- National Civil Defense Institute (Instituto Nacional de Defensa Civil, INDECI), who shared activities with regard to emergency preparedness and response and the legal and institutional arrangements in place. INDECI also shared the techniques which are used to carry out damage assessments and the types of early warning mechanisms used.
- National Center for the Estimation, Prevention and Reduction of Disaster Risk (Centro Nacional de Estimación, Prevención y Reducción del Riesgo de Desastres, CENEPRED), which is responsible for disaster risk information, risk-reduction policies and reconstruction processes.
- The Ministry of Housing, Construction and Sanitation discussed its activities which are similar to what is now being carried out in Bangladesh with GFDRR and World Bank support, such as vulnerability assessments of critical and essential facilities.
- The Peruvian Society of Engineers highlighted approaches to promote safe engineering techniques.
- The National University of Engineering, Peru and Japanese Peruvian Center for Earthquake Engineering Research and Disaster Mitigation (CISMID-UNI), which has had a critical role in disaster risk reduction of infrastructure projects, with their work to subdivide seismic zones in a number of cities as well as research on materials and technologies for construction of earthquake-resistant infrastructure.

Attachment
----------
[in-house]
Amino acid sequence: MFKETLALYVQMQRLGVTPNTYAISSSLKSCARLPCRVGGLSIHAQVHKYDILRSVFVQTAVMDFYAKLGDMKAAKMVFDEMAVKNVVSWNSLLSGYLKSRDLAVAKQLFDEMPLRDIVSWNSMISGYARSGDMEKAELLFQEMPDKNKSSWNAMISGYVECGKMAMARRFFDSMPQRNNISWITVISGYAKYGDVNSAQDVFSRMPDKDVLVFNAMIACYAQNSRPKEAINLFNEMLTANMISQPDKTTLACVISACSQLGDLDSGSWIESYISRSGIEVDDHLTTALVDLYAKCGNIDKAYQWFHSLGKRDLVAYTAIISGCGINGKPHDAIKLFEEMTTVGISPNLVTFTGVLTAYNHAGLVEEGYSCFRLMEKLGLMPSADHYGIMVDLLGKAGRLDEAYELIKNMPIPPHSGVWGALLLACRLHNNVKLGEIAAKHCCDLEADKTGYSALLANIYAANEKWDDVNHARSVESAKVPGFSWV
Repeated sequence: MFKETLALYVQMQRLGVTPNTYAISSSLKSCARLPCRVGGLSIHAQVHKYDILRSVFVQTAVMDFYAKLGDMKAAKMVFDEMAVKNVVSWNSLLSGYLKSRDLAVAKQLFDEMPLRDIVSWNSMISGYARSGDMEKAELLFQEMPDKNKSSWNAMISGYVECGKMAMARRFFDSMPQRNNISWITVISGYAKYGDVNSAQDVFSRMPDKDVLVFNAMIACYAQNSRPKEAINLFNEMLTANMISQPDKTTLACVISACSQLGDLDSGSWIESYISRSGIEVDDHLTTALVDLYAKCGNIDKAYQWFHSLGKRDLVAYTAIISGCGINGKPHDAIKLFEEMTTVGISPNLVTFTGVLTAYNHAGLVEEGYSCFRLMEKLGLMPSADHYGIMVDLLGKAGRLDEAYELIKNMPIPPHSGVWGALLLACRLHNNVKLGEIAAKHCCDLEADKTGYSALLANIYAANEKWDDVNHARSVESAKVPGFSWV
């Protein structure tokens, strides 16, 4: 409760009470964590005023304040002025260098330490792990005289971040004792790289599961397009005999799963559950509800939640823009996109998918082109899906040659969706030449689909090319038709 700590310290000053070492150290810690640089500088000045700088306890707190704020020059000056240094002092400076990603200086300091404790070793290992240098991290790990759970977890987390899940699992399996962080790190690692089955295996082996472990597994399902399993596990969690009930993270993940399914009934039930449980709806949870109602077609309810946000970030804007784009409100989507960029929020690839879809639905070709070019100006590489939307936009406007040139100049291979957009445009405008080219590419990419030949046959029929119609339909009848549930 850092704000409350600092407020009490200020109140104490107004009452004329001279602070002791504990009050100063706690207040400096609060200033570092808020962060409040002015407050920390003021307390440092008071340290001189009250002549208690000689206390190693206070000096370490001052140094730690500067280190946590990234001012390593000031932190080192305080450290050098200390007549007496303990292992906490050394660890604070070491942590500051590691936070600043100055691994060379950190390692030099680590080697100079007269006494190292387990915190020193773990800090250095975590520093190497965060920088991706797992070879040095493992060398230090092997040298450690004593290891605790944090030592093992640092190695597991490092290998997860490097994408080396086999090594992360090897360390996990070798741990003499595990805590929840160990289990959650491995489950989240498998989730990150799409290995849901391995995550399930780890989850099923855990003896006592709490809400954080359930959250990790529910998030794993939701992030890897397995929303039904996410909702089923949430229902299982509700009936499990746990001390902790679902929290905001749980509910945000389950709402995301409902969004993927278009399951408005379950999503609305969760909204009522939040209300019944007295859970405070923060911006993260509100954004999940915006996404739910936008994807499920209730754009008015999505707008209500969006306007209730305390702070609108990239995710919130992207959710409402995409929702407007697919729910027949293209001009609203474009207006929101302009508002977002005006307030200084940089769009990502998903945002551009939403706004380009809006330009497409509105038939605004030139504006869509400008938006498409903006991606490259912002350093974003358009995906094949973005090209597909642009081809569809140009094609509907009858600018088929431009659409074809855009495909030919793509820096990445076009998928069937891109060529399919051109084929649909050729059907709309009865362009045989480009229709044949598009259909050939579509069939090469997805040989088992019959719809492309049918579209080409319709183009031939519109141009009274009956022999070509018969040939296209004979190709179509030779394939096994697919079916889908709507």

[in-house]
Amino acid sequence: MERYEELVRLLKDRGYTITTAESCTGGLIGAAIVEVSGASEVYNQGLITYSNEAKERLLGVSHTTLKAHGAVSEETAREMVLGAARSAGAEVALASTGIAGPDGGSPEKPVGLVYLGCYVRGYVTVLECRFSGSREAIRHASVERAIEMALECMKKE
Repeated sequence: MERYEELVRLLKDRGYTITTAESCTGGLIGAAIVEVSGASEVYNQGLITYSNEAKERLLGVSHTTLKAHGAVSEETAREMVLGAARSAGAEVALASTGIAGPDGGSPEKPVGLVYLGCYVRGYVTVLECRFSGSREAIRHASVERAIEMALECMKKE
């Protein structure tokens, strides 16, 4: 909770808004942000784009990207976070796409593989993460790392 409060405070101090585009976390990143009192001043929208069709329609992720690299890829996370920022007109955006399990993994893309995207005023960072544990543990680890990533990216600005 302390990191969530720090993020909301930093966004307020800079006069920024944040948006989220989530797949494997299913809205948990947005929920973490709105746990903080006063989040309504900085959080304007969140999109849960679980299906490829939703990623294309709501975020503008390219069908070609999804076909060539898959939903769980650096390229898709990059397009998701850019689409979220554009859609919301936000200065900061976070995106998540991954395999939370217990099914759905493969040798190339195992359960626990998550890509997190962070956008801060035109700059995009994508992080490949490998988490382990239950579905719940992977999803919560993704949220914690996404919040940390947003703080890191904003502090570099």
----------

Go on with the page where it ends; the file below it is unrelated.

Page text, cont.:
- The Peruvian Geophysical Institute (IGP), which generates and transfers knowledge and scientific and technological information in the field of geophysics and similar sciences and forms part of the international scientific community.
- The General Headquarter of Fire Service, Search and Rescue Team showcased how the Peruvian system of Volunteer Firefighters work.
The Bangladesh delegates also met with representatives from non-governmental organizations and civil society working on disaster risk management, and participated in a workshop on effective civil society participation on mitigating and responding to natural disasters.
Government officials of Peru, in turn, expressed a strong interest in visiting Bangladesh to learn about its disaster risk management system, in particular about early warning systems related to hydro-meteorological hazards—an area where Bangladesh has had a long and successful engagement. Peruvian officials were also keen to learn about Bangladesh’ legal and institutional arrangements guiding policies.
“Peru and Bangladesh have similar disaster risk scenarios and the two countries should remain engaged to keep up a constant exchange of knowledge and experiences,” said Gral. Alfredo Murgueytio, Chief. National Civil Defense Institute, INDECI, in an official press release highlighting the visit.
Bangladesh also underscored this point, with Mr. Tariq-Ul-Islam, Secretary, Planning Division, Ministry of Planning, and Head of the Bangladeshi delegation expressing the need for continued collaboration: “Through this kind of experience sharing both countries will be able to reduce our vulnerability to natural hazards and get an opportunity to share best practices. The Government of Bangladesh expects to carry forward the knowledge exchange with Peru by signing a Memorandum of Understanding between the two governments.”